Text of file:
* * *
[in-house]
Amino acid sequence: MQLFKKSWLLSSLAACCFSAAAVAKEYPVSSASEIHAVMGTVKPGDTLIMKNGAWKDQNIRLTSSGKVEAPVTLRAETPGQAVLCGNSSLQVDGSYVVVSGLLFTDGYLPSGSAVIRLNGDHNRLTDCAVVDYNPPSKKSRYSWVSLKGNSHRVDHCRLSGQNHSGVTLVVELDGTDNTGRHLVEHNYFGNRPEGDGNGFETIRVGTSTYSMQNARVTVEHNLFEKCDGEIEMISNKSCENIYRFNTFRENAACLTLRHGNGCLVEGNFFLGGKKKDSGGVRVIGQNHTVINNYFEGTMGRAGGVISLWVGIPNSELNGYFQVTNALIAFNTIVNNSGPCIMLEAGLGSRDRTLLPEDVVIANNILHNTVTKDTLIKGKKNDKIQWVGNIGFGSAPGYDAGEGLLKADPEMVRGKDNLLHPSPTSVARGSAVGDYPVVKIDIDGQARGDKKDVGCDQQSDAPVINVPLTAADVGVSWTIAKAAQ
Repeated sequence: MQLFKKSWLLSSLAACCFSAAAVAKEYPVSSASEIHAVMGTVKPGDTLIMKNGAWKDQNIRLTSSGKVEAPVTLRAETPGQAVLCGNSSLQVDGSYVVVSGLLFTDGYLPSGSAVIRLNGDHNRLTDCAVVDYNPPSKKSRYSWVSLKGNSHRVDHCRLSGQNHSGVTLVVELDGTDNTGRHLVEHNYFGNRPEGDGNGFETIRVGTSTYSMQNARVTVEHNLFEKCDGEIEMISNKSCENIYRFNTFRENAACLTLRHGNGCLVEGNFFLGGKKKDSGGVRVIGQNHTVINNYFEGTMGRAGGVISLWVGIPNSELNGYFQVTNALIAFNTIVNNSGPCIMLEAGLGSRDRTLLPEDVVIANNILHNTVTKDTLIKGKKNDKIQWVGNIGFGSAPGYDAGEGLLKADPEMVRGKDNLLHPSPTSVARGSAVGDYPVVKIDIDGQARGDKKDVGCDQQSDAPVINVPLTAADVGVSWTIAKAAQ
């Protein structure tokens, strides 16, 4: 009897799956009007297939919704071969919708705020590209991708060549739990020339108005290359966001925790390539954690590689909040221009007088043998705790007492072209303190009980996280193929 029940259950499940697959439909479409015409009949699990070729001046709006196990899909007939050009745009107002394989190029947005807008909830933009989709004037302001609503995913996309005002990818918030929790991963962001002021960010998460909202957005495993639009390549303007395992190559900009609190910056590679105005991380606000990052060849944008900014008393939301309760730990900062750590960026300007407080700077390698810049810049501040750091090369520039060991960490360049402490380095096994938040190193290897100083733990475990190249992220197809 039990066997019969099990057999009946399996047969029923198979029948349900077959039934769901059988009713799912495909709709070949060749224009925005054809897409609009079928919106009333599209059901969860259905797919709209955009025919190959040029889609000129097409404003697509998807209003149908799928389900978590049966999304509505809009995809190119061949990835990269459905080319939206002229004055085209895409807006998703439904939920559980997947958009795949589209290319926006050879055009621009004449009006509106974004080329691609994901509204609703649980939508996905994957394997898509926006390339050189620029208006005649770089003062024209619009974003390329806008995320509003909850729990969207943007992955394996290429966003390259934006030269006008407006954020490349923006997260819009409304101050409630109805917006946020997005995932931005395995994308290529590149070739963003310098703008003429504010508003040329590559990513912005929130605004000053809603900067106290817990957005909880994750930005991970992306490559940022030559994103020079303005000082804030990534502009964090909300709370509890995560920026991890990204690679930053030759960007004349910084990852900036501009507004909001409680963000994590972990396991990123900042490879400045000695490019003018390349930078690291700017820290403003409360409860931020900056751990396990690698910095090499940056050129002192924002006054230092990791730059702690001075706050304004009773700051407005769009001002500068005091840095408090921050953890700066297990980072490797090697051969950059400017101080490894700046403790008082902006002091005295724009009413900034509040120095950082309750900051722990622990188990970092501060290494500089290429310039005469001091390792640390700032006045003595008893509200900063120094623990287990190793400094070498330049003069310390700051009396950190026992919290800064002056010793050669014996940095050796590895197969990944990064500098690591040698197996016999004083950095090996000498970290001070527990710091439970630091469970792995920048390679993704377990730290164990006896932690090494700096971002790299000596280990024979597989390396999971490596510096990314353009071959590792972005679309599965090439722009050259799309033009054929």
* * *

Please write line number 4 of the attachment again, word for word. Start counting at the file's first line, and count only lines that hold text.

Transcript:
């Protein structure tokens, strides 16, 4: 009897799956009007297939919704071969919708705020590209991708060549739990020339108005290359966001925790390539954690590689909040221009007088043998705790007492072209303190009980996280193929 029940259950499940697959439909479409015409009949699990070729001046709006196990899909007939050009745009107002394989190029947005807008909830933009989709004037302001609503995913996309005002990818918030929790991963962001002021960010998460909202957005495993639009390549303007395992190559900009609190910056590679105005991380606000990052060849944008900014008393939301309760730990900062750590960026300007407080700077390698810049810049501040750091090369520039060991960490360049402490380095096994938040190193290897100083733990475990190249992220197809 039990066997019969099990057999009946399996047969029923198979029948349900077959039934769901059988009713799912495909709709070949060749224009925005054809897409609009079928919106009333599209059901969860259905797919709209955009025919190959040029889609000129097409404003697509998807209003149908799928389900978590049966999304509505809009995809190119061949990835990269459905080319939206002229004055085209895409807006998703439904939920559980997947958009795949589209290319926006050879055009621009004449009006509106974004080329691609994901509204609703649980939508996905994957394997898509926006390339050189620029208006005649770089003062024209619009974003390329806008995320509003909850729990969207943007992955394996290429966003390259934006030269006008407006954020490349923006997260819009409304101050409630109805917006946020997005995932931005395995994308290529590149070739963003310098703008003429504010508003040329590559990513912005929130605004000053809603900067106290817990957005909880994750930005991970992306490559940022030559994103020079303005000082804030990534502009964090909300709370509890995560920026991890990204690679930053030759960007004349910084990852900036501009507004909001409680963000994590972990396991990123900042490879400045000695490019003018390349930078690291700017820290403003409360409860931020900056751990396990690698910095090499940056050129002192924002006054230092990791730059702690001075706050304004009773700051407005769009001002500068005091840095408090921050953890700066297990980072490797090697051969950059400017101080490894700046403790008082902006002091005295724009009413900034509040120095950082309750900051722990622990188990970092501060290494500089290429310039005469001091390792640390700032006045003595008893509200900063120094623990287990190793400094070498330049003069310390700051009396950190026992919290800064002056010793050669014996940095050796590895197969990944990064500098690591040698197996016999004083950095090996000498970290001070527990710091439970630091469970792995920048390679993704377990730290164990006896932690090494700096971002790299000596280990024979597989390396999971490596510096990314353009071959590792972005679309599965090439722009050259799309033009054929």